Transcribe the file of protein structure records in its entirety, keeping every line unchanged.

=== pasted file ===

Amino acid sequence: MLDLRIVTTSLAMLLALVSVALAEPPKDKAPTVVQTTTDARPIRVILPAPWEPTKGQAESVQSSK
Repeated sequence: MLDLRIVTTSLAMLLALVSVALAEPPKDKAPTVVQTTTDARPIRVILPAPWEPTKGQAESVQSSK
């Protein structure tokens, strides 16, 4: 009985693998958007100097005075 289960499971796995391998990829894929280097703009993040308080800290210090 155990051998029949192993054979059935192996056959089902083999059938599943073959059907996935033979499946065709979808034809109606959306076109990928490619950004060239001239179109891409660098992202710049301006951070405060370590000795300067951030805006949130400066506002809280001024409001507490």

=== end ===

Amino acid sequence: MLDLRIVTTSLAMLLALVSVALAEPPKDKAPTVVQTTTDARPIRVILPAPWEPTKGQAESVQSSK
Repeated sequence: MLDLRIVTTSLAMLLALVSVALAEPPKDKAPTVVQTTTDARPIRVILPAPWEPTKGQAESVQSSK
């Protein structure tokens, strides 16, 4: 009985693998958007100097005075 289960499971796995391998990829894929280097703009993040308080800290210090 155990051998029949192993054979059935192996056959089902083999059938599943073959059907996935033979499946065709979808034809109606959306076109990928490619950004060239001239179109891409660098992202710049301006951070405060370590000795300067951030805006949130400066506002809280001024409001507490």